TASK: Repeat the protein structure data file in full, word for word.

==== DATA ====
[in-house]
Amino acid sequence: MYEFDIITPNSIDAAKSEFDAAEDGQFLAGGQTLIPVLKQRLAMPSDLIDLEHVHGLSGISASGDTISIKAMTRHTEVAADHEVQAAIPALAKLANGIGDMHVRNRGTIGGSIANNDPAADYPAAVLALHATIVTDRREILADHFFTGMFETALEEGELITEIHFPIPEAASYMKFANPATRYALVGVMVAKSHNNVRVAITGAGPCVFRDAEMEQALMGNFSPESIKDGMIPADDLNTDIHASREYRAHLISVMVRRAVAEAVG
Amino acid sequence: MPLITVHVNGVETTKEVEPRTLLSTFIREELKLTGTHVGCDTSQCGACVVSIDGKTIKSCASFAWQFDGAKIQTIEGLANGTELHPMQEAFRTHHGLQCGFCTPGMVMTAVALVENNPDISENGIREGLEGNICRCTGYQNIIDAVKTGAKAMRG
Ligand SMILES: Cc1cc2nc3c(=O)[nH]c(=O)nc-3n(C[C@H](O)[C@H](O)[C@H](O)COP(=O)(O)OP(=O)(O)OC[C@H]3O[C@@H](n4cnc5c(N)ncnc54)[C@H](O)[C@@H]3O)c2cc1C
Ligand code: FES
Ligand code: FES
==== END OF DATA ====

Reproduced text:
[in-house]
Amino acid sequence: MYEFDIITPNSIDAAKSEFDAAEDGQFLAGGQTLIPVLKQRLAMPSDLIDLEHVHGLSGISASGDTISIKAMTRHTEVAADHEVQAAIPALAKLANGIGDMHVRNRGTIGGSIANNDPAADYPAAVLALHATIVTDRREILADHFFTGMFETALEEGELITEIHFPIPEAASYMKFANPATRYALVGVMVAKSHNNVRVAITGAGPCVFRDAEMEQALMGNFSPESIKDGMIPADDLNTDIHASREYRAHLISVMVRRAVAEAVG
Amino acid sequence: MPLITVHVNGVETTKEVEPRTLLSTFIREELKLTGTHVGCDTSQCGACVVSIDGKTIKSCASFAWQFDGAKIQTIEGLANGTELHPMQEAFRTHHGLQCGFCTPGMVMTAVALVENNPDISENGIREGLEGNICRCTGYQNIIDAVKTGAKAMRG
Ligand SMILES: Cc1cc2nc3c(=O)[nH]c(=O)nc-3n(C[C@H](O)[C@H](O)[C@H](O)COP(=O)(O)OP(=O)(O)OC[C@H]3O[C@@H](n4cnc5c(N)ncnc54)[C@H](O)[C@@H]3O)c2cc1C
Ligand code: FES
Ligand code: FES